The NFL is a multi-billion dollar industry – but did you know that it is classified as a charity? The recent economic downturn made the public, and in turn Congress, nationally challenge the NFL and other professional sports associations – namely the NCAA, the NHL, the PGA, and the US Tennis Association – for making money but not paying taxes. Are they getting away with tax evasion, however, as Senators claim? Read here to learn the background of why sports associations have exempt status and whether or not it actually matters much for the rest of America.
Tax law code from a different era protecting sports associations
The NFL is technically a public charity – along with the NHL, the PGA, and the US Tennis Association. These sports associations fall into a loophole in IRS tax code from 1966 that allows trade organizations for major industries (The American Cotton Growers Association for example) to hold a 501 (c)(6) status, which, for all relevant tax purposes, affords them nearly every benefit of public charities.
The code specifically mentions “professional football leagues”, as it was drafted in conjunction with the NFL itself. The NFL needed the loophole to get around anti-trust laws to merge the AFL and NFL for the modern league, and Congress helped.
Sports associations’ revenue
Robert Goodell, NFL Commissioner, claims that the league will make 25 billion by 2027 in annual revenue. While much of that is tied to teams, who generally are for profit businesses that pay taxes (Green Bay is a public company), portions of revenue get kicked back to the NFL Association as “membership fees”.
Those fees pay for office salaries for administrative staff in New York, as well as CEO salaries. Robert Goodell is the fifth highest paid CEO in the nation, with annual compensation of more than $42 million. That salary represents more than 14% of the NFL’s total official revenue. The PGA commissioner Tim Finchem made $5.2 million in 2010, and NHL commissioner Gary Bettman earns around $8 million.
Many of the college football bowl championships are huge revenue makers with nonprofit status under the NCAA as well. The Bowl Championship Series generated $261 million in revenue in 2009, for example. They only gave $4 million to charity.
The ‘Properly Reducing Over Exemptions for Sports Act’
Four senators, led by Republican Tom Coburn have introduced an Act of Congress (The Properly Reducing Over Exemptions for Sports Act) to reverse the nonprofit status. They claim that organizations should not have nonprofit status since they do not provide a public service, and taxation would add $109 million to federal revenue over the next 10 years.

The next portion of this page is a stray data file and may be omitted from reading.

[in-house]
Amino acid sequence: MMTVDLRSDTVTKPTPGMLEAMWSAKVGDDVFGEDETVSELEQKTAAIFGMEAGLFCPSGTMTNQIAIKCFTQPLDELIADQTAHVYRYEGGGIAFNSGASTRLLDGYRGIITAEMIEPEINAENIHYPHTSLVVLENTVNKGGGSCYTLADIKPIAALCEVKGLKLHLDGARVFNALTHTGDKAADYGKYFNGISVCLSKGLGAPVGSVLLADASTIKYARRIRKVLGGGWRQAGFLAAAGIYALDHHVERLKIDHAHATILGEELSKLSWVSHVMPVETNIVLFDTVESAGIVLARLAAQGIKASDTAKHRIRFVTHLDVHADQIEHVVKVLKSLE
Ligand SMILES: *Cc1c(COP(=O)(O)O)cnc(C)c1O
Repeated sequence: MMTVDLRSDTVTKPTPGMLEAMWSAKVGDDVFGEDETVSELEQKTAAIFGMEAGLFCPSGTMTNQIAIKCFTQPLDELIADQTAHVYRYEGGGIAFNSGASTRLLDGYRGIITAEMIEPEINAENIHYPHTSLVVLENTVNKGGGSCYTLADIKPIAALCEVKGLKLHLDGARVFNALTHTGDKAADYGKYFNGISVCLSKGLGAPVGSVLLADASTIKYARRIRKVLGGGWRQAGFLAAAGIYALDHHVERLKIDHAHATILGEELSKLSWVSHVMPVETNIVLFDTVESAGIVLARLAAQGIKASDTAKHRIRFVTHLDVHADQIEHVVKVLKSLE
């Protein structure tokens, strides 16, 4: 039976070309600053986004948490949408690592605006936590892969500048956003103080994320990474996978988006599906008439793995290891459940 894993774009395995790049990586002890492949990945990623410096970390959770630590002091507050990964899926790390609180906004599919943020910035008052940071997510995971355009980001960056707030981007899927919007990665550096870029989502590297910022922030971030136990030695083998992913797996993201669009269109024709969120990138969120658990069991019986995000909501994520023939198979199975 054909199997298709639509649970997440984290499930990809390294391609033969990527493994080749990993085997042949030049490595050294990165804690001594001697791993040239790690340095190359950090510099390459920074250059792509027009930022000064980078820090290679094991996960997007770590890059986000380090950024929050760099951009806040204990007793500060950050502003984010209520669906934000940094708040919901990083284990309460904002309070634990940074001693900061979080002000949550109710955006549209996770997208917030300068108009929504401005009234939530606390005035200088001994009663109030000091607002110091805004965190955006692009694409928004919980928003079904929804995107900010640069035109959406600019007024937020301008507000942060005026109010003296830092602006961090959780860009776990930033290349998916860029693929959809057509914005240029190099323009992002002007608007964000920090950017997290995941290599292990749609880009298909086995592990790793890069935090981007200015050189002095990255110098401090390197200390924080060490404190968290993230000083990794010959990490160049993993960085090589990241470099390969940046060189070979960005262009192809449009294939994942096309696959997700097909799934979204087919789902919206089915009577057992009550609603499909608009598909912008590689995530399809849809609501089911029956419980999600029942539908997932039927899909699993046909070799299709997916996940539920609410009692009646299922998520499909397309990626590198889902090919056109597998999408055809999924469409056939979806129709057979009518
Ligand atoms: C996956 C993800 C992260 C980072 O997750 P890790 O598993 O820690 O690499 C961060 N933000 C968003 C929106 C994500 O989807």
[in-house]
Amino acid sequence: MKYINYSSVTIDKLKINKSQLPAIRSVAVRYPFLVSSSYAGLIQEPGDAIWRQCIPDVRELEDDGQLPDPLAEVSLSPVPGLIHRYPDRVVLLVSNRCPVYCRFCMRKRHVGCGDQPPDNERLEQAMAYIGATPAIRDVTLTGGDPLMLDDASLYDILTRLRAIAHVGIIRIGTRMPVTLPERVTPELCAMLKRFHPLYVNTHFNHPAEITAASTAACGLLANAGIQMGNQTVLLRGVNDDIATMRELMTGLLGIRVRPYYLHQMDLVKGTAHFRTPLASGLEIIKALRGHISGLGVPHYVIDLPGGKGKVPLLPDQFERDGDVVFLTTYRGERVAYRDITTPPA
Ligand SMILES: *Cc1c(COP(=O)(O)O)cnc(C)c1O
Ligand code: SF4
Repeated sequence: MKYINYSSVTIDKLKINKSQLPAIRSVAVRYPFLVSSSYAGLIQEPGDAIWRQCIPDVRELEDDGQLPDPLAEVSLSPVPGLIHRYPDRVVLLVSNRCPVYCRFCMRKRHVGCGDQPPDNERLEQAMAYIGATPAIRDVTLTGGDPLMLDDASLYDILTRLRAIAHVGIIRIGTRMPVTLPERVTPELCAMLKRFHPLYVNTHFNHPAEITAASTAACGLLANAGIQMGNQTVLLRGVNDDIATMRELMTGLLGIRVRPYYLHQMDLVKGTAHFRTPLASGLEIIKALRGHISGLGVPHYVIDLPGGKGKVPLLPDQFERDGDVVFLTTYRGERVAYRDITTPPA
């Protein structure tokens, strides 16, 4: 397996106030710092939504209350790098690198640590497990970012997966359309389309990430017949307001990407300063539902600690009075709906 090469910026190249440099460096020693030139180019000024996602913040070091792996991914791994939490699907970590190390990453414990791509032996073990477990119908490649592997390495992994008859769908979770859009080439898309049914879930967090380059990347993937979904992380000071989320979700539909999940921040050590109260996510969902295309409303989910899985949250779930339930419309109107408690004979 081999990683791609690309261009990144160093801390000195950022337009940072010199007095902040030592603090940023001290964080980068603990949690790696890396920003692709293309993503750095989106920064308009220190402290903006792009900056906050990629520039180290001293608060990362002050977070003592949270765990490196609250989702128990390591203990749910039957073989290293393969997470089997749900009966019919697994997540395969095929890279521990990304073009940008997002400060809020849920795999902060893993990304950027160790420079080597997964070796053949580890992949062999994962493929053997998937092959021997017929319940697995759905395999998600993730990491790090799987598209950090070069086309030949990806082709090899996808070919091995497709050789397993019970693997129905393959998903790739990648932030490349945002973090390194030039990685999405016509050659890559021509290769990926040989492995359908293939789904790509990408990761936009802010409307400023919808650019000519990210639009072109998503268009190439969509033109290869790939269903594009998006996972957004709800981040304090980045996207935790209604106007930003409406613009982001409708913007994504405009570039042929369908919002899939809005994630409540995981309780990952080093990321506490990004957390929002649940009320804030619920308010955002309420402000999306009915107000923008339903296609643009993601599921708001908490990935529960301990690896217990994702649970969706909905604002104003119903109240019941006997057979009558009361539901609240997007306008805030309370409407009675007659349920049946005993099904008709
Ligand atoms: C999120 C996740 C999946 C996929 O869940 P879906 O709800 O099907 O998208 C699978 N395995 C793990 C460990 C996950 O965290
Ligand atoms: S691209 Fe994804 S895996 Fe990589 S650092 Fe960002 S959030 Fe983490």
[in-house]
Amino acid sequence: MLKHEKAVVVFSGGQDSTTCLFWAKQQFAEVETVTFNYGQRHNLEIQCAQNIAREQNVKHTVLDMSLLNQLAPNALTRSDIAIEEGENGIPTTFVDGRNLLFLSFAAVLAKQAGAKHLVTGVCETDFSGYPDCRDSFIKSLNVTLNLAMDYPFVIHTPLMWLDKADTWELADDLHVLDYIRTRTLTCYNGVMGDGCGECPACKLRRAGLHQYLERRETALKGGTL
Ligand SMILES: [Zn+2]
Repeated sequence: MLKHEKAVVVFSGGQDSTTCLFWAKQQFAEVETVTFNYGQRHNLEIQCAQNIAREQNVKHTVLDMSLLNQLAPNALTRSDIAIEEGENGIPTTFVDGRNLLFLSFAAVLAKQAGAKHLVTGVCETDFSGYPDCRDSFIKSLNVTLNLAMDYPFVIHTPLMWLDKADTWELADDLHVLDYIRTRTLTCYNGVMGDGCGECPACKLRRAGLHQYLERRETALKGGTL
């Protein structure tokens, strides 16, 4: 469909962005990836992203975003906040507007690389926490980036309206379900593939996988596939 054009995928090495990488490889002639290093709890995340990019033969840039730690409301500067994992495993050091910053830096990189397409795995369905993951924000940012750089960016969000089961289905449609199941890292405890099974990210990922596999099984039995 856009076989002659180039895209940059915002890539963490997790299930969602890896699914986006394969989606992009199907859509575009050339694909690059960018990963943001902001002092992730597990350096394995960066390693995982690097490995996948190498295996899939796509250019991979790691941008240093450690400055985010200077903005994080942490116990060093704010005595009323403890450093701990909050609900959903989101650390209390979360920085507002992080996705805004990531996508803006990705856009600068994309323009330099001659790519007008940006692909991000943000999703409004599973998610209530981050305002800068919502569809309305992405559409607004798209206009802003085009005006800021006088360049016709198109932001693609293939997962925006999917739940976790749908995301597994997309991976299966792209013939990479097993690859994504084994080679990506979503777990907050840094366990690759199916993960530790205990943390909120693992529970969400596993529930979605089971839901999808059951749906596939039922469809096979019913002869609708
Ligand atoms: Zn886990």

Are sports leagues tax evading?
Not necessarily. The Major League Baseball Association had exemption, but actually chose to relinquish it in 2007 to avoid reporting top salaries and filling out unnecessary paperwork, including the onerous 990 IRS tax return. They claim it was not saving them money to be exempt. The NFL keeps its status most likely to avoid falling into another tax loophole which would make it liable to pay for stadium revenues from an agreement in the past.
The teams still pay taxes, and all employees, including Goodell, have no tax exemptions on their salaries and pay taxes on personal income. Plus the NFL pays taxes on Direct TV revenues and merchandise sales as those funds go through the business side of the league, NFL Ventures. The other sports leagues are similar in structure.
By many calculations, the league actually loses money annually, and wouldn’t pay taxes anyway. Teams make money, but they already pay taxes.
Will the bill succeed?
Most analysts doubt it. Beyond the fact that Washington’s political climate is not open to passing much new legislation, the NFL has spent $1.6 million in lobbying Congress and donated millions to campaigns. The senators themselves claim they just want to see some sort of action taken by the leagues themselves.
Sports associations having nonprofit status is a bit despicable, especially when factored that they have it because they were evading national laws in the first place, but it probably does not matter much to the bottom line of tax revenues. It might have actually helped over the years develop the multibillion dollar industries that help support some of the greatest US cities.